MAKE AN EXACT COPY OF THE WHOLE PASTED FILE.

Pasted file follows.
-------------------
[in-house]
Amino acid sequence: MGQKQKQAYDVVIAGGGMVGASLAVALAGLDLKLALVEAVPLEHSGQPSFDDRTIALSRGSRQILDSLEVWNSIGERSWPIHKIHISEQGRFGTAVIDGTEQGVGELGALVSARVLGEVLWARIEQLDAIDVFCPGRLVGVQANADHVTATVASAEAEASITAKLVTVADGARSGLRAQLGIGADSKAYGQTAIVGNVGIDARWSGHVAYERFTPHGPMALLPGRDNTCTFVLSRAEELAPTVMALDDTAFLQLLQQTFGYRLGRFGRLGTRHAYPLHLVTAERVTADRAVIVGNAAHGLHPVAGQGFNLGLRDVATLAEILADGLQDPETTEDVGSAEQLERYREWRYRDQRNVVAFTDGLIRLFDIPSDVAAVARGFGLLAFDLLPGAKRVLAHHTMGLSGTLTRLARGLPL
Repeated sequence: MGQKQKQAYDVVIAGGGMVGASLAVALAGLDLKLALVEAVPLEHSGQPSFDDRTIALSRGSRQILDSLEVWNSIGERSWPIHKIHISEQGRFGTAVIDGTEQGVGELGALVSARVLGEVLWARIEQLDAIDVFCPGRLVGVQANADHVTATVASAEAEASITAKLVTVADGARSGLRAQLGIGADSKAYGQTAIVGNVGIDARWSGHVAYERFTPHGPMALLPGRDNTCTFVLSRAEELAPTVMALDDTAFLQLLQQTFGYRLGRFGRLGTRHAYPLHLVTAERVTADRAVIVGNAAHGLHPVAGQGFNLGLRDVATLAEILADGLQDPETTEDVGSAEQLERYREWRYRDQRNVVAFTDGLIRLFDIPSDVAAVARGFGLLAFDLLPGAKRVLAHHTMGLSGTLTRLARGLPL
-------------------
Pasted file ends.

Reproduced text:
[in-house]
Amino acid sequence: MGQKQKQAYDVVIAGGGMVGASLAVALAGLDLKLALVEAVPLEHSGQPSFDDRTIALSRGSRQILDSLEVWNSIGERSWPIHKIHISEQGRFGTAVIDGTEQGVGELGALVSARVLGEVLWARIEQLDAIDVFCPGRLVGVQANADHVTATVASAEAEASITAKLVTVADGARSGLRAQLGIGADSKAYGQTAIVGNVGIDARWSGHVAYERFTPHGPMALLPGRDNTCTFVLSRAEELAPTVMALDDTAFLQLLQQTFGYRLGRFGRLGTRHAYPLHLVTAERVTADRAVIVGNAAHGLHPVAGQGFNLGLRDVATLAEILADGLQDPETTEDVGSAEQLERYREWRYRDQRNVVAFTDGLIRLFDIPSDVAAVARGFGLLAFDLLPGAKRVLAHHTMGLSGTLTRLARGLPL
Repeated sequence: MGQKQKQAYDVVIAGGGMVGASLAVALAGLDLKLALVEAVPLEHSGQPSFDDRTIALSRGSRQILDSLEVWNSIGERSWPIHKIHISEQGRFGTAVIDGTEQGVGELGALVSARVLGEVLWARIEQLDAIDVFCPGRLVGVQANADHVTATVASAEAEASITAKLVTVADGARSGLRAQLGIGADSKAYGQTAIVGNVGIDARWSGHVAYERFTPHGPMALLPGRDNTCTFVLSRAEELAPTVMALDDTAFLQLLQQTFGYRLGRFGRLGTRHAYPLHLVTAERVTADRAVIVGNAAHGLHPVAGQGFNLGLRDVATLAEILADGLQDPETTEDVGSAEQLERYREWRYRDQRNVVAFTDGLIRLFDIPSDVAAVARGFGLLAFDLLPGAKRVLAHHTMGLSGTLTRLARGLPL